"More than machinery, we need humanity."

Plague Poems – The Forty-Third Week

Some claim
that we should be thankful
to be in a new year
but thus far
the only thing that has changed
is the date I have written
on my overdue rent check.


That the plague
has vanished
from the headlines
does not mean
that the plague
has vanished
from your community.


When the history
of this plague is written
it will be observed
that the management
of the vaccination program
was consistent
with the management
of the plague up to that point.


It is challenging
to muster much hope
for a year that begins
with unused vaccines
as they sit
in refrigerated storage.


Editorial Note: This is a collection of Plague Poems written between January 2, 2021 and January 8, 2021.

They were initially posted online on Twitter at @plaguepoems.

Throughout the duration of this crisis new poems will be posted regularly at that Twitter account, they will then be collected and reposted here in weekly increments.


Had we overreacted
a year ago
we would not now
find ourselves here
drowning in the consequences
of our insufficient reaction.


In the time it took
to write these words
the plague claimed
another life.

In the time it took you
to read these words
the plague claimed
yet another life.


There are some rulers who
must first experience
ten plagues
before they finally realize
that something must change
lest total ruin befall them
while still other rulers
sit with disinterest through
ten months of plague
confident in their beilief
that change is the true ruin.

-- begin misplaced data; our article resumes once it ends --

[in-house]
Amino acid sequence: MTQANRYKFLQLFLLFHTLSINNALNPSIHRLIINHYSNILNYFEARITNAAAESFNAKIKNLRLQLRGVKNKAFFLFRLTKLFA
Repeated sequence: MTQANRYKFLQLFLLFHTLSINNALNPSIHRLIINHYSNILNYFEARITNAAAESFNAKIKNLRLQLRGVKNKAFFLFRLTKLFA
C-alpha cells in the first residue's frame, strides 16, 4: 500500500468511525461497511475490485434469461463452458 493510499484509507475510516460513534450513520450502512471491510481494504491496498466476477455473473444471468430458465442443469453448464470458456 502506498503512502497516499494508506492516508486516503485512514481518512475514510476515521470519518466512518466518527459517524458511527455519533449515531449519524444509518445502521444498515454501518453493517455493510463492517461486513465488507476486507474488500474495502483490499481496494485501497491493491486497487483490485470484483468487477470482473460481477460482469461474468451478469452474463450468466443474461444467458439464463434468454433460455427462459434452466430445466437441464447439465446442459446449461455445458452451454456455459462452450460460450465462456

Even as
the death count rises and
the virus mutates and
the vaccines expire and
the hospitals grow overwhelmed
there are still moments
occasional sickening moments
when it feels as though
we face far greater threats
than the plague.


Forgive me
I do not mean
to deprive you
of your celebration
(after all we must take
the good news
whenever we can get it)
I know it did not make
the front page
but you should know
the plague claimed
3,664 lives yesterday.


If only those
who are so eager
to wear bullet proof vests
were equally willing
to wear masks
they would be better equipped
for the danger surrounding them.


All of this
and a plague
as well.


Those who refuse
to stop
those who will not
change direction
eventually wind up
where the tracks
are taking them.


Next time
and there will be
a next time
it will be


The statement
“this is not who we are”
no longer carries
much meaning
when it is defiantly proclaimed
on a weekly basis.


The only way in which
this is normal
is that we still
carry on acting as though
this is normal.


We are not doomed
to repeat the past
we are doomed
because we choose
to let the past repeat.

We have learned the names
we have seen the faces
of the dead five
but the 3,973
who the plague claimed
the same day
and the 4,033
who the plague claimed
the day after
those dead 7,826
they are just numbers.


Have sympathy for the rats
humble rattus norvegicus
when you hear of them
from a sinking ship
they are but simple rats
what did they truly know
of the ship that they snuck aboard?

As for the humans
who knew full well
what vessel they were boarding
spare them no sympathy.


My grandparents’ home
had a wall of pictures
fading photographs of relatives
who did not manage to escape
the darkest times
when we looked at those pictures
my grandparents warned
that the darkest times
could come again
I am thankful they are not here
to see
that they were right.


What further proof do you need
before you finally accept
that the crisis
in which you live
can always get worse?

Whatever evidence it is
that you require still
you will have it
soon enough.



Plague Poems…the next week

Plague Poems…the previous week

Plague Poems…the first week

Plague Poems…the full list

About Z.M.L

“I do not believe that things will turn out well, but the idea that they might is of decisive importance.” – Max Horkheimer @libshipwreck

2 comments on “Plague Poems – The Forty-Third Week

  1. Pingback: Plague Poems – The Forty-Second Week | LibrarianShipwreck

  2. Pingback: Plague Poems – The Forty-Fourth Week | LibrarianShipwreck

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